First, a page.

TJFF: Edith Jorisch’s The Heir / L’heritier (2017)

May 11, 2017 | By

Ferdinand Georg Waldmüller’s “Children on Their Way Home from School.”

I’ll be attending today’s rare 35mm screening of Joshua Then and Now (1985), Ted Kotcheff’s film version of the dryly funny Mordecai Richler novel, which is part of TJFF’s salute to the author’s work in film and TV.

Producer Robert Lantos is slated to appear for a (presumed) Q&A, and given the film is only available on home video via a Fox MOD DVD-R (sporting a very old full screen transfer), this presentation at Innis Town Hall at 3pm quite special.

I’ll have thoughts on the film and this rare screening at a later date (think next week, after I catch up on remaining TJFF reviews), but up today The Heir / L’heritier (2017), Edith Jorisch’s very personal doc on her grandfather’s quest to reclaim 3 paintings stolen by the Nazis when Austria was smothered with tanks and soldiers in 1939.

The hour-long doc screens in tandem with Billsville today at 5:30pm at Cineplex’s Empress Walk in North York.

Lastly, a 35mm print of David Lynch’s Twin Peaks: Fire Walk With Me (1992) screens tonight at The Royal as part of the Ladies of Burlesque series. TIFF’s blog Outside the Box did an interview with series curator Alicia Fletcher, and the screening is co-presented by Rue Morgue Magazine, and will feature related DVD and Blu-ray goodies for sale from Bay Street Video.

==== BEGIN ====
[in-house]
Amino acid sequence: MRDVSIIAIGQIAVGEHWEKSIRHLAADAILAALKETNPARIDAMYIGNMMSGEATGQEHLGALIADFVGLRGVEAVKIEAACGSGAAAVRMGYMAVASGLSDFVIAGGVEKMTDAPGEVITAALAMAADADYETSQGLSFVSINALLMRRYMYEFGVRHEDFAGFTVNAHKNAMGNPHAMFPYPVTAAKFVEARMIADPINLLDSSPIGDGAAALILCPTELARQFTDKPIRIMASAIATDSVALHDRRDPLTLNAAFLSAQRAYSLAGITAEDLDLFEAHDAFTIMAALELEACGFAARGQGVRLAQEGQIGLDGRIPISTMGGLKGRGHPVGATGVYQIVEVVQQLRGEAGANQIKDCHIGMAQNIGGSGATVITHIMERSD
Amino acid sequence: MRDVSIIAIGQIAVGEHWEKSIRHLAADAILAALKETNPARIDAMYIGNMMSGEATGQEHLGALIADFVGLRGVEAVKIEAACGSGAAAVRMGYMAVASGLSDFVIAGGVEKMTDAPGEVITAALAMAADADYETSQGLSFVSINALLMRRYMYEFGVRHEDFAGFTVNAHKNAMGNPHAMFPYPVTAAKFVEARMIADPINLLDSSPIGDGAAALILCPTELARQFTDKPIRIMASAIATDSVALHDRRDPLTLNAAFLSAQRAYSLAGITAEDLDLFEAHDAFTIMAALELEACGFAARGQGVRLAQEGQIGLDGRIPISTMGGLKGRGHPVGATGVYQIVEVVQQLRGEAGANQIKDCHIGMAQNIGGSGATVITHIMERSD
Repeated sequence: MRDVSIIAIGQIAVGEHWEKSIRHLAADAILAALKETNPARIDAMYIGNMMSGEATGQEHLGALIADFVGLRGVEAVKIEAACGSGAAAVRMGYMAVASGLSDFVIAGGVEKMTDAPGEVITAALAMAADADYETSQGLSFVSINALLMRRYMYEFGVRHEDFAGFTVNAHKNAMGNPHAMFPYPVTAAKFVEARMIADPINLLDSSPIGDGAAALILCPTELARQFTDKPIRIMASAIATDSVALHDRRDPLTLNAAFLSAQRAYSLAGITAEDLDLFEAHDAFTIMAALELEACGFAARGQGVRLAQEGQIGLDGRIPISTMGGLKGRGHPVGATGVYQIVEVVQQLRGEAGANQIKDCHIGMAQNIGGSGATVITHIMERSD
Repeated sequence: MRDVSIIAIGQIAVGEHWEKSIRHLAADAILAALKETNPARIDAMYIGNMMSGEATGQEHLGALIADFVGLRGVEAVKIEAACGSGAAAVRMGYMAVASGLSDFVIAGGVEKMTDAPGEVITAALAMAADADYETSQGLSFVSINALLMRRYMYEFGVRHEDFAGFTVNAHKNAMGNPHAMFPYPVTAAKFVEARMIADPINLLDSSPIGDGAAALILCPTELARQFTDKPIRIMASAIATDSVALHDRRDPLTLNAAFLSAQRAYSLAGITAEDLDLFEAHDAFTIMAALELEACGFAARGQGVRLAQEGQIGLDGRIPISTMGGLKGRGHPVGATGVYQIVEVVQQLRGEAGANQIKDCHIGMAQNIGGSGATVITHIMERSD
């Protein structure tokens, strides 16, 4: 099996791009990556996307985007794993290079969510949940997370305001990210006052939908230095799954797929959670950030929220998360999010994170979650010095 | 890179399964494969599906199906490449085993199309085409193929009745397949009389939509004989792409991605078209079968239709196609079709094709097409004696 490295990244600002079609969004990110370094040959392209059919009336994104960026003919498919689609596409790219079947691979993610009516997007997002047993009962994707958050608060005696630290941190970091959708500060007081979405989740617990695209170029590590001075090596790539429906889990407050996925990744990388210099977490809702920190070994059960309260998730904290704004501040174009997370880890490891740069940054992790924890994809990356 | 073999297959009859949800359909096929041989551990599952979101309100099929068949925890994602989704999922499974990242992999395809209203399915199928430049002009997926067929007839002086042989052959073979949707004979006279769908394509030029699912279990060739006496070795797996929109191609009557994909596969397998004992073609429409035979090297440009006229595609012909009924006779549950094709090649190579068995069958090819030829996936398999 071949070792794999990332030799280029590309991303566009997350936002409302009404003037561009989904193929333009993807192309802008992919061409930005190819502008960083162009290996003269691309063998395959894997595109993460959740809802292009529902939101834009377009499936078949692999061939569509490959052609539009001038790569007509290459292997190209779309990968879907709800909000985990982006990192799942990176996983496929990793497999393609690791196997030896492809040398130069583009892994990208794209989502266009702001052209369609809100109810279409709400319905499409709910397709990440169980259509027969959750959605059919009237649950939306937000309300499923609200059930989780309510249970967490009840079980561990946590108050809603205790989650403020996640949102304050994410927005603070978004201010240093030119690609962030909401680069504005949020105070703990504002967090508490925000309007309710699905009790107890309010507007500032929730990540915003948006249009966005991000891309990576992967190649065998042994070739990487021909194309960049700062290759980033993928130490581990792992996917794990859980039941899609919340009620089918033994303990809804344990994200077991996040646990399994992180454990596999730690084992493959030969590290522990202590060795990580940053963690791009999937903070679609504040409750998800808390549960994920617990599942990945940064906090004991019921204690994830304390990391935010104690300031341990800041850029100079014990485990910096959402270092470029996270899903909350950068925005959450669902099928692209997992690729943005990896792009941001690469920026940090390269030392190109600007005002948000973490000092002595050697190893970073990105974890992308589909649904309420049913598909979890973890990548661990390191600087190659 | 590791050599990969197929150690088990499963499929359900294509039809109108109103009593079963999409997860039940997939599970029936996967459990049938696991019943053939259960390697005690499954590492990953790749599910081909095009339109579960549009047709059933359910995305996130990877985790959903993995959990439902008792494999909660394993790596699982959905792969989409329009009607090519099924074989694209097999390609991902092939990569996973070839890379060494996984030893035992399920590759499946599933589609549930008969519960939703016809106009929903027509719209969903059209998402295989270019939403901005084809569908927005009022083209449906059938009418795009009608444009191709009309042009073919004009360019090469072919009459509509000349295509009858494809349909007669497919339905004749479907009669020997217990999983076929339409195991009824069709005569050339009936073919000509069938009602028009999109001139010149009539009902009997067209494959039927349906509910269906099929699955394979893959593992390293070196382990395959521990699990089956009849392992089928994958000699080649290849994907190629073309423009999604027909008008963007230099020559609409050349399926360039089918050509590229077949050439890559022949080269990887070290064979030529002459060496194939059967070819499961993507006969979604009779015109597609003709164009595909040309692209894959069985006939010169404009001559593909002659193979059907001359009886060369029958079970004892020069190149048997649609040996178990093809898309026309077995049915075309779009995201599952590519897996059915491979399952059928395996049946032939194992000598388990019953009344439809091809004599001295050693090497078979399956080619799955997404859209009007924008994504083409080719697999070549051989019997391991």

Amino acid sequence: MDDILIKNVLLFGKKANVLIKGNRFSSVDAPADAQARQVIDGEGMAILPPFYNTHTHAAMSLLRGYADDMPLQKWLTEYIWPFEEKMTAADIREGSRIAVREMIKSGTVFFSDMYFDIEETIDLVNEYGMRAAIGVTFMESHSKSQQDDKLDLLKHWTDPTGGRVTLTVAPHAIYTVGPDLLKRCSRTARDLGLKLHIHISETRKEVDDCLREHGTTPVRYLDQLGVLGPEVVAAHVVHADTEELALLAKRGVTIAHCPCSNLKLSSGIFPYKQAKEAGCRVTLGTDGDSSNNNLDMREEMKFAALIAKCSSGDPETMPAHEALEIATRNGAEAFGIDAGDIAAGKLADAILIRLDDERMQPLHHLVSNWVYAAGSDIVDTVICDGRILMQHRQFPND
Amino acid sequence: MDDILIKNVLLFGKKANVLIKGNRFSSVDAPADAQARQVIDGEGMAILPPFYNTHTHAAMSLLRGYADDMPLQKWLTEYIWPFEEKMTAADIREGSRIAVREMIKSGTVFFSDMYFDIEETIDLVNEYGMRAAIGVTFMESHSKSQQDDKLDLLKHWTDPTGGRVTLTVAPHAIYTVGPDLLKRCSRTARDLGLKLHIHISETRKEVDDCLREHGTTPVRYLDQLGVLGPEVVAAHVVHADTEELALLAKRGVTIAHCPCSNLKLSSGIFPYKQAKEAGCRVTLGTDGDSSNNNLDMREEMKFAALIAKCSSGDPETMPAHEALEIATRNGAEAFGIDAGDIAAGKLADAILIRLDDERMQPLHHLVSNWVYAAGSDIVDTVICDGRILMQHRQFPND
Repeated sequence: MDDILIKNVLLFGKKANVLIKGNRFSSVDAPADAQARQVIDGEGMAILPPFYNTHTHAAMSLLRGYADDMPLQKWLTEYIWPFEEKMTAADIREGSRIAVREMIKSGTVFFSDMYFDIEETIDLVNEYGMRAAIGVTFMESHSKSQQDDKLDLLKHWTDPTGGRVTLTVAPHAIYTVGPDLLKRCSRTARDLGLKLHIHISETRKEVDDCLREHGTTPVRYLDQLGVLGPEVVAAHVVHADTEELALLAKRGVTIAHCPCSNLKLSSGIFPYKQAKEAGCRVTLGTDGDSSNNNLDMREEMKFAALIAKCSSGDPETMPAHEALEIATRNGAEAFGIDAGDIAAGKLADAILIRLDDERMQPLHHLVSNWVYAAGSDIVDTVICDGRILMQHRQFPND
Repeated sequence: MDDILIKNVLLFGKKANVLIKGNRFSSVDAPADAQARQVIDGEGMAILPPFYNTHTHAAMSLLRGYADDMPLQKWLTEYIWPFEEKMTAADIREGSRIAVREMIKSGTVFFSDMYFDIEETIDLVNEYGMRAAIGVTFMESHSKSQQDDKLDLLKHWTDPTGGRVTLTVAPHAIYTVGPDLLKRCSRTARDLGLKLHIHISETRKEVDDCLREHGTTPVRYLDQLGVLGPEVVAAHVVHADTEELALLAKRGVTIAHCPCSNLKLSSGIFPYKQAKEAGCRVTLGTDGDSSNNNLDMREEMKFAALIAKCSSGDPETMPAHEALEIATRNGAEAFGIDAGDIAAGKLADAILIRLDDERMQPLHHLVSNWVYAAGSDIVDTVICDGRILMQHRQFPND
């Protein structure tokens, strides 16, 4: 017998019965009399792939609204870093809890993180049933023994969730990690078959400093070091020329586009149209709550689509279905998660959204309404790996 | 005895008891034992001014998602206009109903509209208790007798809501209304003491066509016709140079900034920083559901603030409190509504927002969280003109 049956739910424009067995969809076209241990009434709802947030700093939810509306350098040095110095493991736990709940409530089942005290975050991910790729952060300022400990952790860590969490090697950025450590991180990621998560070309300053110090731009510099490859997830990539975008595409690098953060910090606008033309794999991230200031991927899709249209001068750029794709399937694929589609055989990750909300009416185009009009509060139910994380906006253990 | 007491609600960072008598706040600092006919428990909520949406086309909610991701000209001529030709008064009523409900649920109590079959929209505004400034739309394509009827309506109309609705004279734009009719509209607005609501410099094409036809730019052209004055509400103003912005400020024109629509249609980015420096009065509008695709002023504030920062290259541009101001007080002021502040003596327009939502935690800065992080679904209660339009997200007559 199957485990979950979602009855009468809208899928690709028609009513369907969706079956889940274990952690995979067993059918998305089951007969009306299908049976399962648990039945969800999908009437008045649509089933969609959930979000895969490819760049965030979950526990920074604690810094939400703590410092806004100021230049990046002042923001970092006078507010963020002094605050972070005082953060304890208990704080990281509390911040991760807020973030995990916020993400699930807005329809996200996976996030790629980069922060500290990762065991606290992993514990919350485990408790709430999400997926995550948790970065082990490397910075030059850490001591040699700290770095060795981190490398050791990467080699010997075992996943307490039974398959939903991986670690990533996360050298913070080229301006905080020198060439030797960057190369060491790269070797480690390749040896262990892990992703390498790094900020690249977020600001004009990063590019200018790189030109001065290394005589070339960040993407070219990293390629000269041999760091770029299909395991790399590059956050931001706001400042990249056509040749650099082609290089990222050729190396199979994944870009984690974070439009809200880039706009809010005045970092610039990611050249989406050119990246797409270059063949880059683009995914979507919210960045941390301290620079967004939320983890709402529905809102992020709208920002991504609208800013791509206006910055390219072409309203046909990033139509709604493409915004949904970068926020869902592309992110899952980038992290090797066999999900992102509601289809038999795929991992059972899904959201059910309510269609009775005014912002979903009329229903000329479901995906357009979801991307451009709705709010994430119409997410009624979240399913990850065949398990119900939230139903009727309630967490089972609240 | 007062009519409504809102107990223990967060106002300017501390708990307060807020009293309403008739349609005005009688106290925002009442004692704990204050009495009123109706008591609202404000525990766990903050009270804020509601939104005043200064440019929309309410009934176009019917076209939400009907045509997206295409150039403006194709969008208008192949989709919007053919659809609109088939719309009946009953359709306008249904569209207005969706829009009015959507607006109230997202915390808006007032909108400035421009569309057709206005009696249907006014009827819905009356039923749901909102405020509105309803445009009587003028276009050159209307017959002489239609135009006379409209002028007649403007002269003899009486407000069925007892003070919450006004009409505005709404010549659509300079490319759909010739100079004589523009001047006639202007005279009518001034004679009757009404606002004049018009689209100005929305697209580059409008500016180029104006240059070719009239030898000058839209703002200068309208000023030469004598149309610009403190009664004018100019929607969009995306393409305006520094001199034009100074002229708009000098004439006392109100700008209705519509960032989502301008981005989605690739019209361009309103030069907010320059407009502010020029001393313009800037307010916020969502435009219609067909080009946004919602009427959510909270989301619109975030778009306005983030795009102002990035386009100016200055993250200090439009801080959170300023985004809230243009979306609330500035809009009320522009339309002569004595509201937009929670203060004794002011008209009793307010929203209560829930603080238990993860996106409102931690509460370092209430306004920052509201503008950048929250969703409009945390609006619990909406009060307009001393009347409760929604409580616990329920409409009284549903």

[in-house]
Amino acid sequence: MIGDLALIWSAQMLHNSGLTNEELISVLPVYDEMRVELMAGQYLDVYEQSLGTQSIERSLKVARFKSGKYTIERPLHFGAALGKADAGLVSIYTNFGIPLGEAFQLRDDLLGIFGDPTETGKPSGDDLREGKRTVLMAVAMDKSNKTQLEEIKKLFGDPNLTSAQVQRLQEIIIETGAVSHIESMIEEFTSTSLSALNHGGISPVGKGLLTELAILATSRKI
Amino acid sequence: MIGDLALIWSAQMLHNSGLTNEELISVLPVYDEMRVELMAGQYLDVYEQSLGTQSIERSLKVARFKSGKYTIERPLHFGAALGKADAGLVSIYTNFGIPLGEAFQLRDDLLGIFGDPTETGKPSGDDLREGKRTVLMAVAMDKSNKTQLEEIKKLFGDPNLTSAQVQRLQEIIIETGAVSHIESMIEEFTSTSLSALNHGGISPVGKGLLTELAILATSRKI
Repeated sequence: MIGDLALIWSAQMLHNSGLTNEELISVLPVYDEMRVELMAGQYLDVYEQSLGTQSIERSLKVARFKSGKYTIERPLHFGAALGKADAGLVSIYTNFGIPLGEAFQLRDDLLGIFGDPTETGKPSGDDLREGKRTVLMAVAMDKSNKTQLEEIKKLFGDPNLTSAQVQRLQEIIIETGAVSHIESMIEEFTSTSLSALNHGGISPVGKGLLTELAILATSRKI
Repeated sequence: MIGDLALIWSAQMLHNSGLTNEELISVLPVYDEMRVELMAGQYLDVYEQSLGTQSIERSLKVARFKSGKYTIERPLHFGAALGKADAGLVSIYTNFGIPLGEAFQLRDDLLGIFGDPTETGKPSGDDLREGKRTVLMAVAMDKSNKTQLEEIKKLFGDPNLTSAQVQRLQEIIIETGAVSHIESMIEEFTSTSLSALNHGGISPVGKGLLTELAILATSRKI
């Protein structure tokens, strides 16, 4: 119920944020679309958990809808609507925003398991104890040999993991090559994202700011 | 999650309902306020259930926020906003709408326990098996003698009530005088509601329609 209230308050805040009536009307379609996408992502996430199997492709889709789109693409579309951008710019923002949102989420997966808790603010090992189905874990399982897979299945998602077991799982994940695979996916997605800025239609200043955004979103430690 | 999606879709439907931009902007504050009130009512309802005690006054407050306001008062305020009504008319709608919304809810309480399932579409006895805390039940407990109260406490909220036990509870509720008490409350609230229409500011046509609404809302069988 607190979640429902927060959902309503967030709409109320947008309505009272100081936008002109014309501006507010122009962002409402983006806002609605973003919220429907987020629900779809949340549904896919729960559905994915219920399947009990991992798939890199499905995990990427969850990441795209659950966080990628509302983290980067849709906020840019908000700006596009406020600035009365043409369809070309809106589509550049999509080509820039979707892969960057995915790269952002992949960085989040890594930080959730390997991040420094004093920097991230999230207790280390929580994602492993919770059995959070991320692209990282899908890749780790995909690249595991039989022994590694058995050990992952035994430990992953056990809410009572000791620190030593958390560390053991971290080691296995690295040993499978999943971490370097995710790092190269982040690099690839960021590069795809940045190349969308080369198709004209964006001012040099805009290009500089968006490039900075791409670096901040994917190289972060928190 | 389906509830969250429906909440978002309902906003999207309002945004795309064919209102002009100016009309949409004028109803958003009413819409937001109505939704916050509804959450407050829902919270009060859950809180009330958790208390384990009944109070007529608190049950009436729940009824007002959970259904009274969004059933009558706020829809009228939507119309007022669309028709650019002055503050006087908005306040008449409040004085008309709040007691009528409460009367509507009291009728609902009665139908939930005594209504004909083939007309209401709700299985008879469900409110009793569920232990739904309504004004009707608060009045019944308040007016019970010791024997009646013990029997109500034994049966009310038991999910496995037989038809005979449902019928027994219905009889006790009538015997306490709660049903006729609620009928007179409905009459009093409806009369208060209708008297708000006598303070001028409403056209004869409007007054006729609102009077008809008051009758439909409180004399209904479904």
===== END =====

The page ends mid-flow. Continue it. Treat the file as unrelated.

Somewhere in a box in a truck in storage is an unused double-pass from the film’s sneak preview at the Bayview Cinemas, which I found years ago being used as a bookmark, because at the time I got two. I’m pretty sure I received the passes from Book City (we used to get lots, plus posters, in those days), and my starkest memories of that screening were:

1. It was loud. Incredibly loud. I’ve never heard a film with so much bass droning grinding through my stomach (except maybe any movie scored by Trevor Jones around the same time).

2. It was overbooked (like an Air Canada flight!), so a bunch of us sat the whole time on the aisle rug. Pretty sure that wasn’t legal even in 1992, due to fire regulations.

I am not one of the film’s converts. I haven’t seen it since its release, but buried in that mess is a good 45 min. prequel episode, but bias aside, I’m open to a revisitation, and want to see if any of those deleted scenes would’ve helped a film that nevertheless has two great moments: scummy Booker Boys telling the girls “Welcome to Canada” (we are a welcoming nation, after all), and the entire last third where Lynch piles on a level of visual and aural intensity that’s worth the price of admission. Sheryl Lee having freakouts in the first hour are unintentionally hysterical, but once the events leading up to Laura Palmer’s demise begin, sit back and grip the hand rests.




Mark R. Hasan, Editor

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